The world around me conditioned me to hate, to think different was sin. It crept up on me like the night creeps up on the day. I knew before I knew. It hit me like a truck, but it had been falling as a light snow my whole life. I internalized homophobia so deep I rejected the truth. I told myself if I was anything but straight, I would kill myself.
My mom would rant about gays being screwed up in the head and if they were allowed to marry, we would be one step closer to bestiality. The thought of them holding hands in public made her sick and her rants made me sick. I kept a quiet hate embedded in myself and as the truth became harder to hide I stifled it with a blade. My depression got worse as I turned to self-harm to punish myself for who I was. I was heading down a path that would either lead to two things: becoming straight, which was impossible or committing suicide.
The delusions that held me started to fade when I became friends with a boy who was out as bisexual. He cracked open the door to the closet and helped me realize I was not alone. I began to research online and read stories and information all about people who were LGBTQ+. I wasn't a sin, my love wasn't a sin. I was not damaged, I was not screwed up in the head. This was not something I chose to be, this was how I was born and that was OK. The path that I was on changed from that moment as I learned to accept who I was.
The door began to open bit by bit over the years until eventually, I was out almost completely; the only people who didn't know was the church and my family. I had to keep on a mask of the straight, Christian daughter and I could feel it chipping away at me. The part I played was shadowed by the dark place I used to reside and every day I pretended I could feel myself inch a little closer to that darkness.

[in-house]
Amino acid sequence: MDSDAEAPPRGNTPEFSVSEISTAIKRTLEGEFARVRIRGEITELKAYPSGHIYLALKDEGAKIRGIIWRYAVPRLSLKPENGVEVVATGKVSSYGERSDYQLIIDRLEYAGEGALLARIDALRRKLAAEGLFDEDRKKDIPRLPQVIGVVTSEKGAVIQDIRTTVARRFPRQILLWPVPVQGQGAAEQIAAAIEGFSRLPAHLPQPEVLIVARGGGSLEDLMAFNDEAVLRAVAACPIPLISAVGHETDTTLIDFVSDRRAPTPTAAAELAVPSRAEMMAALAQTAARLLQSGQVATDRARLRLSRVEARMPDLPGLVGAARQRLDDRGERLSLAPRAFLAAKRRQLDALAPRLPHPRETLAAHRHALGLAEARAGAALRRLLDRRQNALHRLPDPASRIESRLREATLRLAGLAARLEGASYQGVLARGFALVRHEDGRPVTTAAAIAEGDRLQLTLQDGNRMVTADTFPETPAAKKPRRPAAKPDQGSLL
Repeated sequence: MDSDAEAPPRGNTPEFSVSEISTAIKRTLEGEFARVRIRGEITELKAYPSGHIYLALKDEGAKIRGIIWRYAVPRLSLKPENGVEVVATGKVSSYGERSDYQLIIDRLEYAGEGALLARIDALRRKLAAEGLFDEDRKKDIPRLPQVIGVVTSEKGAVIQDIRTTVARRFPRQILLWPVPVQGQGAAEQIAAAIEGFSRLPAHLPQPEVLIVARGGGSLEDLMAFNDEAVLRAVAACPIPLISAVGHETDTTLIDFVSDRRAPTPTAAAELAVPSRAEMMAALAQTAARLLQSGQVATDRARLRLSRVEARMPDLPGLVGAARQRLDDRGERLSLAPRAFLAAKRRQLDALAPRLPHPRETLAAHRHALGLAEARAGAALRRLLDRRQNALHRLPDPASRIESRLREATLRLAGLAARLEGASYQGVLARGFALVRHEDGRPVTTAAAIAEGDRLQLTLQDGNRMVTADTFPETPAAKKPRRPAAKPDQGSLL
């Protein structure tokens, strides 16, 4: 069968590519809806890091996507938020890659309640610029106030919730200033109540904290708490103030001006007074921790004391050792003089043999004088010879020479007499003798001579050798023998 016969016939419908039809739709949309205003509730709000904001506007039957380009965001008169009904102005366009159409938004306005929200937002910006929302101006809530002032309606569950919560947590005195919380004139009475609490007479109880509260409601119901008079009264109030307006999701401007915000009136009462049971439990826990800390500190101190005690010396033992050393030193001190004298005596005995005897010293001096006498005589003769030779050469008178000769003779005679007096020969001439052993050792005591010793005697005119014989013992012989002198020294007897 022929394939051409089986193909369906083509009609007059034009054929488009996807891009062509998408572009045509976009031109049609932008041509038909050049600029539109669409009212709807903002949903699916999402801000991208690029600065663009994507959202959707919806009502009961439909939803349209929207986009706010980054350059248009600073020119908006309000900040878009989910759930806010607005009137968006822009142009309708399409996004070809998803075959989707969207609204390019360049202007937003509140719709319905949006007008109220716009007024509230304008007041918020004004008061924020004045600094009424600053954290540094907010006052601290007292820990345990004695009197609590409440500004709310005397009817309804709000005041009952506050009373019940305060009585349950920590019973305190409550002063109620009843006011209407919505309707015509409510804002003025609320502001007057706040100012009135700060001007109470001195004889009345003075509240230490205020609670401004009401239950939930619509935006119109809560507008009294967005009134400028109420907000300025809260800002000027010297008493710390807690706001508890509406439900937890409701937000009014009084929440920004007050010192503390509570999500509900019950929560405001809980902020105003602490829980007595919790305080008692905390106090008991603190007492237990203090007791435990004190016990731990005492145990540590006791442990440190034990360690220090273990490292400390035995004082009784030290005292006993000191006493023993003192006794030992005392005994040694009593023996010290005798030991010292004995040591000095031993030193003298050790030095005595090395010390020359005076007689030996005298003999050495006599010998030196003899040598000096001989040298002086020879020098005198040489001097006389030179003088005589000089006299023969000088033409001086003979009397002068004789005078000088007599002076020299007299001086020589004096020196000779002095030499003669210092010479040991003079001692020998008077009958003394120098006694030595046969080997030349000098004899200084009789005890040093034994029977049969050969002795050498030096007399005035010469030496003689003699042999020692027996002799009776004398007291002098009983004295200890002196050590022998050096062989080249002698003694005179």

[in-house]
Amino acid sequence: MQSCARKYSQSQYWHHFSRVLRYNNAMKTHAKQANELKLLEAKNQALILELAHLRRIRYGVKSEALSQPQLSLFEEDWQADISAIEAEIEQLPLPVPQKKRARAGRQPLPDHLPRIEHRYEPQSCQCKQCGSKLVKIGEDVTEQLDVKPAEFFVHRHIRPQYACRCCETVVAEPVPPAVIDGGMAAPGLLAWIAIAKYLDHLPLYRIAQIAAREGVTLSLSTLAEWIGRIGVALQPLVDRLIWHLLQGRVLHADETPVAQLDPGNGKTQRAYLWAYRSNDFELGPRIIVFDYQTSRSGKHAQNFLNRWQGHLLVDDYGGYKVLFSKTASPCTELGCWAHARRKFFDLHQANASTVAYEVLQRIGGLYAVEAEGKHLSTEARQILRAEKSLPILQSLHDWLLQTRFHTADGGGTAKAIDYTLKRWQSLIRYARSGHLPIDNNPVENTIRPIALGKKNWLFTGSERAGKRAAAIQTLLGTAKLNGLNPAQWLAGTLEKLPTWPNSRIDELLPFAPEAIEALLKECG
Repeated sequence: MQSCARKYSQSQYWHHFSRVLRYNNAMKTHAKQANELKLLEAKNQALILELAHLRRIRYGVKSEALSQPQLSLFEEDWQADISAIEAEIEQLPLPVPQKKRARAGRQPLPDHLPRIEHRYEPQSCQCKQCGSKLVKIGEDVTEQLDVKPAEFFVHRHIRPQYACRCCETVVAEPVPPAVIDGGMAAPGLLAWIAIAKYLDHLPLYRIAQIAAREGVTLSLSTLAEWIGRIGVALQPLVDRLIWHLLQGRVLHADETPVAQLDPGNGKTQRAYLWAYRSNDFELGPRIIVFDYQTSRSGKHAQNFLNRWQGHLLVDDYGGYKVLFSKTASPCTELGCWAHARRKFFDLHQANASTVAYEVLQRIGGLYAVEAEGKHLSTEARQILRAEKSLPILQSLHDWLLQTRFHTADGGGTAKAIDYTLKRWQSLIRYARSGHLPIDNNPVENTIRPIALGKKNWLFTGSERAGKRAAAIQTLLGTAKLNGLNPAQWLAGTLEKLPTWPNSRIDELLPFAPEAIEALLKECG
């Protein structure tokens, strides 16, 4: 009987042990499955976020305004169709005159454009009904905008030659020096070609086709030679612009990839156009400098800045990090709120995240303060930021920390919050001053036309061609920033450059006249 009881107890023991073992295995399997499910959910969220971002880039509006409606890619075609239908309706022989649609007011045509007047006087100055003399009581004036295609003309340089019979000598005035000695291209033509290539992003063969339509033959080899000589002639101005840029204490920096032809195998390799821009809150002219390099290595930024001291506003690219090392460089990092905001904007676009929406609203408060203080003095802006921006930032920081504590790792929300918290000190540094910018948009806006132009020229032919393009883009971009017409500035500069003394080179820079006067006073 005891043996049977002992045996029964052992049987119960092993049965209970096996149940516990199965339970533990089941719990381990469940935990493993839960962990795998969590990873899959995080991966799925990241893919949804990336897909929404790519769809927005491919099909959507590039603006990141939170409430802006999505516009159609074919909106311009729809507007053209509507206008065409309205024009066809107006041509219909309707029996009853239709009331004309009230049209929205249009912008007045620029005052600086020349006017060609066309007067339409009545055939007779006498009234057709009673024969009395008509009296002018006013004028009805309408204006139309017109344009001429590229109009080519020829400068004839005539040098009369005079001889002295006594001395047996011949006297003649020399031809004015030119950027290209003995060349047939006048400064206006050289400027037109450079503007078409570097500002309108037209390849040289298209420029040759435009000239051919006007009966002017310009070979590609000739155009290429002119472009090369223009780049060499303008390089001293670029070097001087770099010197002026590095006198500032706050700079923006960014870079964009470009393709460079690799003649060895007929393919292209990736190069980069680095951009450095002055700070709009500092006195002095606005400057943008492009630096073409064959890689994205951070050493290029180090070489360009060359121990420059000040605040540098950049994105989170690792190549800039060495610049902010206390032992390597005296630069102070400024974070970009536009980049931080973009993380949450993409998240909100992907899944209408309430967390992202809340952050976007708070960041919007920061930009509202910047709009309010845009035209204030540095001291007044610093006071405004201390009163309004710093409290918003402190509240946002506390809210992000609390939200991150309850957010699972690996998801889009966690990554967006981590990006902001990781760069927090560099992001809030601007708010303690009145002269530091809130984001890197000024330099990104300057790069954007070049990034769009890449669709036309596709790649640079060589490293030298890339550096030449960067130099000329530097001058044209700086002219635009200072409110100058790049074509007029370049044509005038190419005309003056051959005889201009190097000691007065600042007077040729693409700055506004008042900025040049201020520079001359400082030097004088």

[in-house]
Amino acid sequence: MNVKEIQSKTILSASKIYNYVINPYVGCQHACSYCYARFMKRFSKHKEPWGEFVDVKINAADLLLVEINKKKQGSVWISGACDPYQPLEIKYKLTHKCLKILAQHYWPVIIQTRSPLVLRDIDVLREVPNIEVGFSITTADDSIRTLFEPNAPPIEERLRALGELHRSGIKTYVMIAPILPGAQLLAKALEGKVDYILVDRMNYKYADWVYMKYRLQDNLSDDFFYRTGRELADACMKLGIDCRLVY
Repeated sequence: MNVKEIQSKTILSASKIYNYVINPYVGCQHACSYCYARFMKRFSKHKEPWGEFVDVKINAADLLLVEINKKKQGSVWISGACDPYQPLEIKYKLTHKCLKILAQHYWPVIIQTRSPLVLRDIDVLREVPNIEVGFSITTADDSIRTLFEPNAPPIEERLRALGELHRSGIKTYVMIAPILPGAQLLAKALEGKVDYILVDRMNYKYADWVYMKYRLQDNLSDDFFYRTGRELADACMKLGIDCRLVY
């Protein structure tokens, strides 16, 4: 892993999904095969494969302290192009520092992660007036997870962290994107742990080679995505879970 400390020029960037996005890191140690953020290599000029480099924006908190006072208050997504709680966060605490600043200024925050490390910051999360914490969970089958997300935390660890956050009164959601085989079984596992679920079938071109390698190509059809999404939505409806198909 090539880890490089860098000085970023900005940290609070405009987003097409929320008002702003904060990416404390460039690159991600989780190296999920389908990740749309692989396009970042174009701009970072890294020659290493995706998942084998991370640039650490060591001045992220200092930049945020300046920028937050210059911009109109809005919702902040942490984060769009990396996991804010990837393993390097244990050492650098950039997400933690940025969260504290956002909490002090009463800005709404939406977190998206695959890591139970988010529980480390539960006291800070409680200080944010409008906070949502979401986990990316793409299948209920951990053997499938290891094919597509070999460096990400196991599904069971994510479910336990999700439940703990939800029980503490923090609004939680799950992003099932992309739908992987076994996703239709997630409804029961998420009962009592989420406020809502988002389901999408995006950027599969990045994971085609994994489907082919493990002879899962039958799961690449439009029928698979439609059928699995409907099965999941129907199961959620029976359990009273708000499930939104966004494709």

I didn't have the courage to come out; it was a blessing in disguise when someone did it for me. I was angry that day, extremely angry, but if they had not outed me to my mom I don't know how long I would have pretended. Sometimes being gay is still difficult for me and I will find myself retreating back to that place of self-loathing and shame, but the supportive people who surround me are there to help remind me that I didn't choose to be this way.
I am not an abomination and I am not a sinner, for who I am and who I can't help, but love. Being gay is a part of me and it is not going to go away and that is OK.
If anyone reading this struggles with self-harm, addiction, depression, or suicide because they are LGBTQ+, please contact any of these hotlines for help.
If you or someone you know is experiencing suicidal thoughts, call the National Suicide Prevention Hotline — 1-800-273-8255